Space, Loneliness, and Suburban Blackness: An Essay & Poem

Sean Avery

Today I woke up and rode my longboard around my old neighborhood. It was nice; the wind lifting my flannel and cooling my face, wheels splashing through last night’s rain puddles, the ride smoothing out on asphalt and clunking along on the sidewalk. In a lot of ways I didn’t realize I needed to just be alone for a few minutes. Between texting on my phone, checking FB, calling friends to hang out, even just catching up with my Mom about her day, I’m constantly interacting with somebody or something. I’m never alone. I have a strange relationship to loneliness. Like most people, I think I despise it, yet I’m an introverted-extrovert (yes, we exist) who needs my alone time. I grew up feeling very lonely. For a lot of different reasons. That’s why I always gravitated towards the Silver Surfer.

Toss

Who? Yes, the Silver Surfer, Marvel’s most sad boy superhero. You might remember him from that terrible Fantastic Four movie, otherwise he’s a little too deep in the Marvel universe for the average superhero movie-watcher to really know much about him. If you’re like me and were born in the early 90s, you might have seen his tv series, The Silver Surfer, on Fox Kids Network in ‘98. It only lasted one season.

Originally known as Norrin Radd, Norrin was from a planet called Zenn-La, where a technologically advanced humanoid race had created and sustained a utopian society. Without war, poverty, and disease, some Zenn-Lavian’s endlessly sought knowledge, advancement, and achievement, while others immersed themselves in hedonism. Norrin was one to seek new, challenging, and exciting things. One day, an alien spacecraft bypassed his planet’s old-dated defense systems. Norrin asked a Council of Scientists for a spaceship to visit the unknown craft, and discovered it belonged to Galactus, Eater-of-Worlds! After realizing that Galactus intended to consume Zenn-La (Galactus has an insatiable hunger for energy and life rich planets, sounds a bit like the U.S. and oil rich countries, eh?; anyhow, Galactus uses a machine which sucks the planet’s energy from it’s core, essentially causing the planet to collapse on itself), Norrin offers to be Galactus’s herald, searching the universe for planets that Galactus can eat in exchange for Galactus leaving Zenn-La as it is. Galactus agrees, and thus the Silver Surfer is born! Granted with the Power Cosmic, Galactus’s own infinite power, the Silver Surfer can absorb and manipulate the universe’s ambient cosmic energies; which means he can do a lot of shit ya’ll! Fly past the speed of light, phase through solid matter, transmute elements, reanimate or restructure living and nonliving things, he’s even time traveled! Do you understand how fucking awesome he is?! He doesn’t need food, water, light, nada, he flies through space on a silver board, pretty much doing whatever he pleases. Boss.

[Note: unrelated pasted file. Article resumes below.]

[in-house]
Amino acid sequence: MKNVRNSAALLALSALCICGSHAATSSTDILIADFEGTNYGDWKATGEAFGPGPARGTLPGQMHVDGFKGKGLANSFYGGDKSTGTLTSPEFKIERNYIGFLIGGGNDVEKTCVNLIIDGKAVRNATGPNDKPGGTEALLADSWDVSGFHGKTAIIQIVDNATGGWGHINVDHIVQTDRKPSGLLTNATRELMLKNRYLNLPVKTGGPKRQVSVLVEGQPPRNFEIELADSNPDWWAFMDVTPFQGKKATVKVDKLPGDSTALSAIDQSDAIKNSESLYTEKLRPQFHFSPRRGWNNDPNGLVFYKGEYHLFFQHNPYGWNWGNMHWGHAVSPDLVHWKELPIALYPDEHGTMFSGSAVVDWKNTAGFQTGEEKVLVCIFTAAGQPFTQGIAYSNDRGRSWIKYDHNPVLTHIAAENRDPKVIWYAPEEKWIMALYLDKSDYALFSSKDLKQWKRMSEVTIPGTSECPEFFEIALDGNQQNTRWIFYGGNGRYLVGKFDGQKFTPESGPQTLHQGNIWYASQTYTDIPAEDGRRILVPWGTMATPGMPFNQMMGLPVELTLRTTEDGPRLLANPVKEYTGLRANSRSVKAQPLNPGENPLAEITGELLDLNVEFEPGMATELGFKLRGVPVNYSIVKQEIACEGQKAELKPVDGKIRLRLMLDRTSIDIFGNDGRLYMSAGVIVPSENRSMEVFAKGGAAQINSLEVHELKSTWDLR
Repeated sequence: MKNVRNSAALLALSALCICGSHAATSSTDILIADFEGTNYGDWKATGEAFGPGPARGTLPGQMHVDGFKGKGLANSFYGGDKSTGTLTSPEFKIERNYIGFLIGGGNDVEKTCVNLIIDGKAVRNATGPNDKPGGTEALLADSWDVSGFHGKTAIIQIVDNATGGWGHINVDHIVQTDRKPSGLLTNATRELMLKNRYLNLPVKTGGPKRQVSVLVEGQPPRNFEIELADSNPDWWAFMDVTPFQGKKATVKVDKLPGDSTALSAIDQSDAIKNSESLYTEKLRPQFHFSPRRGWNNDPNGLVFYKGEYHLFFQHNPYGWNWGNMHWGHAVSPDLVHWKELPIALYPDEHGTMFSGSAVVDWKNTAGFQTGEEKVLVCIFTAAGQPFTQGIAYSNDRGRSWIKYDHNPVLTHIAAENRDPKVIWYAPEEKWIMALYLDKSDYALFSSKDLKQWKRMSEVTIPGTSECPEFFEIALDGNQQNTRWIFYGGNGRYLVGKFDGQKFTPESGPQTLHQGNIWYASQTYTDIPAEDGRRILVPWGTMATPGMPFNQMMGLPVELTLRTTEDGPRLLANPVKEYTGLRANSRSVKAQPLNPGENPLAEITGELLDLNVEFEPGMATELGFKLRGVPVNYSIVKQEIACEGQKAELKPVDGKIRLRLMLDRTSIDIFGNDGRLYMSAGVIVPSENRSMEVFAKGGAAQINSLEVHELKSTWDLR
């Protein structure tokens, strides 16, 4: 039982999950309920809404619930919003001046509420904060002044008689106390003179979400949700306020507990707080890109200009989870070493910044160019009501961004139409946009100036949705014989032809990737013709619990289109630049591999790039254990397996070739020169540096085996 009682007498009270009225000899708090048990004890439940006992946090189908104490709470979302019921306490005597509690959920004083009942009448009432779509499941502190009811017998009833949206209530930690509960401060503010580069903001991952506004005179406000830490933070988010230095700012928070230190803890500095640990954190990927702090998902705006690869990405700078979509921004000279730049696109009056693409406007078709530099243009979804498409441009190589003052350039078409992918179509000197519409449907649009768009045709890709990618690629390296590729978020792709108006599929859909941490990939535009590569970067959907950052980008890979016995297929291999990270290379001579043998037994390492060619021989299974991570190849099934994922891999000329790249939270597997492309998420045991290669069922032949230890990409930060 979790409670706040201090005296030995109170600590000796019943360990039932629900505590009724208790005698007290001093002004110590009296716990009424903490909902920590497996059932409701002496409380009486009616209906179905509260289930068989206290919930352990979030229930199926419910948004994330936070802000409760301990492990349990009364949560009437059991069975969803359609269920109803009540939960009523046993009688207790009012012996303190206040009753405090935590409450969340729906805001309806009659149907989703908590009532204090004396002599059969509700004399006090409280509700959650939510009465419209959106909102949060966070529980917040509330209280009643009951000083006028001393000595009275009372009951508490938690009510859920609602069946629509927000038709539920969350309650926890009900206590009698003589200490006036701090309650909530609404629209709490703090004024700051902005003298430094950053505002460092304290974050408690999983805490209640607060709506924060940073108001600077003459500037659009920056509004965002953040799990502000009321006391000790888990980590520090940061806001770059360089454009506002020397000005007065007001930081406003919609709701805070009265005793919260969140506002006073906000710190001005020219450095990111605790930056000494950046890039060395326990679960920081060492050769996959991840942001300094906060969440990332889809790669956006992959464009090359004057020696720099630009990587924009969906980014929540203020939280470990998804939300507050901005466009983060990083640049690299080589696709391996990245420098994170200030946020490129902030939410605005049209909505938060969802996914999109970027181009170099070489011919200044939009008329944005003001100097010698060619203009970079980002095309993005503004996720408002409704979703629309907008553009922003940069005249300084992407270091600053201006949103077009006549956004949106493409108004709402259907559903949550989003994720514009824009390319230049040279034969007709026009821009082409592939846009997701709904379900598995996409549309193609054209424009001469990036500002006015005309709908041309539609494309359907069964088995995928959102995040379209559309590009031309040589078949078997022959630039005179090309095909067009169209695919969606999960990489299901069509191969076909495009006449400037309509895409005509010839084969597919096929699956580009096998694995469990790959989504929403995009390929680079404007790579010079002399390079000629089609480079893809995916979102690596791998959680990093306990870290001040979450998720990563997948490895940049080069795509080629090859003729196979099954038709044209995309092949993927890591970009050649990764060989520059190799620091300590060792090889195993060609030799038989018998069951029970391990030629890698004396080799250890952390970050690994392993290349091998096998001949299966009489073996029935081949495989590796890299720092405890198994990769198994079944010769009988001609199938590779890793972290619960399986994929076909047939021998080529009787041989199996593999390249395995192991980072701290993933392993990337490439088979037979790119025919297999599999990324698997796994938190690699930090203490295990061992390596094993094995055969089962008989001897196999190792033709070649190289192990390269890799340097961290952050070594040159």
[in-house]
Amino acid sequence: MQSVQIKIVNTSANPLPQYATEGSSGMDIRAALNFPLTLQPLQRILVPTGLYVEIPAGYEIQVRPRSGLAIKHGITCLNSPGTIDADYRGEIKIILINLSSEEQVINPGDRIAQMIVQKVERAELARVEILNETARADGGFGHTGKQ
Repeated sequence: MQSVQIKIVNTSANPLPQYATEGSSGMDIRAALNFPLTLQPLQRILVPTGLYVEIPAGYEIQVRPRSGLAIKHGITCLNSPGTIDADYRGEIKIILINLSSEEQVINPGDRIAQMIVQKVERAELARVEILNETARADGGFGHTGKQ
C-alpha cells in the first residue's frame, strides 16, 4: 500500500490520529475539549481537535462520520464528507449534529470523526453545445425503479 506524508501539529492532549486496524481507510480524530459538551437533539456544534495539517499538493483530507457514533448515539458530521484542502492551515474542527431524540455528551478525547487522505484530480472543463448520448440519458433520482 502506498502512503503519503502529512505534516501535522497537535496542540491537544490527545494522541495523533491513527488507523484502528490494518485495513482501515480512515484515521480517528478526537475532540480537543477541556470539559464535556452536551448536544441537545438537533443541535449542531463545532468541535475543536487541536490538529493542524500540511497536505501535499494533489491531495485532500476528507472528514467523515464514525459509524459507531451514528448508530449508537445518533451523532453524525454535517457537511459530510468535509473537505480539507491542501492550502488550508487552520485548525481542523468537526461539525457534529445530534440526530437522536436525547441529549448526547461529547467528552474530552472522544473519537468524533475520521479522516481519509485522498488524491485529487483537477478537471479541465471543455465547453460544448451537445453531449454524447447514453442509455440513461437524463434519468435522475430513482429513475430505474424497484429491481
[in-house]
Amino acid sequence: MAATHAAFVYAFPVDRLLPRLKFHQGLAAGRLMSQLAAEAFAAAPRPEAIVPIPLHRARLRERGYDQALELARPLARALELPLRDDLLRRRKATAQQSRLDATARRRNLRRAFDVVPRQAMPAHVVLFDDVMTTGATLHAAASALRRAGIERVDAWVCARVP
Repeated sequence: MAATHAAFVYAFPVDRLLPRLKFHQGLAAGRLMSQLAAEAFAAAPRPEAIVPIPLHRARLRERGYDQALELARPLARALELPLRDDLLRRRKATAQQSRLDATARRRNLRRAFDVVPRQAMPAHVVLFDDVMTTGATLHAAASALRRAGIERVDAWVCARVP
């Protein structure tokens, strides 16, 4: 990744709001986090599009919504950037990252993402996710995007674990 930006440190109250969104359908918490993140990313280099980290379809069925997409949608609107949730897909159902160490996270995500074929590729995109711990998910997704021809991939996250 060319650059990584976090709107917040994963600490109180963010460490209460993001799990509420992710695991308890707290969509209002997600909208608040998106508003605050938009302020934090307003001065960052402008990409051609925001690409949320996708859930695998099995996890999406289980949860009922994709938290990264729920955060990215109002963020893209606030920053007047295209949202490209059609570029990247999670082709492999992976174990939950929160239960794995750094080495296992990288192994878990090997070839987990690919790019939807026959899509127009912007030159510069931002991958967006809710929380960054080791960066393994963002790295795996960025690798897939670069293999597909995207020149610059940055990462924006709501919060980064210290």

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There are a few downsides to this story, of course. To be honest, the Silver Surfer reads a bit like a tragedy, or allegory for the cost of freedom. Norrin’s memories are erased by Galactus, and he can never return to Zenn-La and live a normal life. Most of all, he can never see his love, Shalla-Bal, again. Overtime Galactus convinces the Silver Surfer to lead him to life rich planets, and Silverado leads him right to Earth, where the Surfer fights the Fantastic Four, and has a change of heart after encountering Alice Masters, a blind woman (actually the Thing’s love interest) whose kindness reminds him of his long lost Shalla. The Surfer rebels against Galactus, and after a long history of encounters I cannot list simply for the sake of time (but he runs into my Dad’s favorite, the Hulk, and is tricked by Doctor Doom) the Surfer returns to space as a lone wanderer, searching for his homeworld and doing good deeds whenever he can.